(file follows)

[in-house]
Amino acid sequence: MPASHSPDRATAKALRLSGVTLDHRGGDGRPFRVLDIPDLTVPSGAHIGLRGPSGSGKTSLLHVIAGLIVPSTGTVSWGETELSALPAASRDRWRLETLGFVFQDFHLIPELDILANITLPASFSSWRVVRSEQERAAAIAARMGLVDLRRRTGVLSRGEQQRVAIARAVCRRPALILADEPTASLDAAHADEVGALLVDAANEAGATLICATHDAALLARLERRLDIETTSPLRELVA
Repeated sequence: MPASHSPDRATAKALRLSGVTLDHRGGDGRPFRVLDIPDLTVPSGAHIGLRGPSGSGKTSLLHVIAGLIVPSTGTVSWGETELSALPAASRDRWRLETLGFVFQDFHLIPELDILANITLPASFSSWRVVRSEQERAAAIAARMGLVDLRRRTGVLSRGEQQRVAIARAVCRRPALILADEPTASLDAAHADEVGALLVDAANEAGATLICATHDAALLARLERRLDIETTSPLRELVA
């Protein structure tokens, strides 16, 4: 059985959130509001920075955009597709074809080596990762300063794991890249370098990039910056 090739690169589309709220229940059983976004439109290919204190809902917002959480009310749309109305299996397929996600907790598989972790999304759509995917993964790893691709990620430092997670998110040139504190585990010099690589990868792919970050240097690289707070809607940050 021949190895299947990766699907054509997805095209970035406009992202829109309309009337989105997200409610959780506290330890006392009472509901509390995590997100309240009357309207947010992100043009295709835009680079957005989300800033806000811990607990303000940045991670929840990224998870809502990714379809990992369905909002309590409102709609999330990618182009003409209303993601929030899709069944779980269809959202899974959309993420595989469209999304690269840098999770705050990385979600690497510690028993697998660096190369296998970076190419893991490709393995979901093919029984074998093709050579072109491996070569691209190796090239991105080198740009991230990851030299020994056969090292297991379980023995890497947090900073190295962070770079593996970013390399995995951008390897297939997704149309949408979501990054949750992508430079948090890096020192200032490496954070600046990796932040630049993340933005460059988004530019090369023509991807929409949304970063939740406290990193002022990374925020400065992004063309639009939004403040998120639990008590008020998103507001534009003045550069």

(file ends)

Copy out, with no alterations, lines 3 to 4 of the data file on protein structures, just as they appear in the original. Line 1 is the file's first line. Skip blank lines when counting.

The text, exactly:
Repeated sequence: MPASHSPDRATAKALRLSGVTLDHRGGDGRPFRVLDIPDLTVPSGAHIGLRGPSGSGKTSLLHVIAGLIVPSTGTVSWGETELSALPAASRDRWRLETLGFVFQDFHLIPELDILANITLPASFSSWRVVRSEQERAAAIAARMGLVDLRRRTGVLSRGEQQRVAIARAVCRRPALILADEPTASLDAAHADEVGALLVDAANEAGATLICATHDAALLARLERRLDIETTSPLRELVA
């Protein structure tokens, strides 16, 4: 059985959130509001920075955009597709074809080596990762300063794991890249370098990039910056 090739690169589309709220229940059983976004439109290919204190809902917002959480009310749309109305299996397929996600907790598989972790999304759509995917993964790893691709990620430092997670998110040139504190585990010099690589990868792919970050240097690289707070809607940050 021949190895299947990766699907054509997805095209970035406009992202829109309309009337989105997200409610959780506290330890006392009472509901509390995590997100309240009357309207947010992100043009295709835009680079957005989300800033806000811990607990303000940045991670929840990224998870809502990714379809990992369905909002309590409102709609999330990618182009003409209303993601929030899709069944779980269809959202899974959309993420595989469209999304690269840098999770705050990385979600690497510690028993697998660096190369296998970076190419893991490709393995979901093919029984074998093709050579072109491996070569691209190796090239991105080198740009991230990851030299020994056969090292297991379980023995890497947090900073190295962070770079593996970013390399995995951008390897297939997704149309949408979501990054949750992508430079948090890096020192200032490496954070600046990796932040630049993340933005460059988004530019090369023509991807929409949304970063939740406290990193002022990374925020400065992004063309639009939004403040998120639990008590008020998103507001534009003045550069």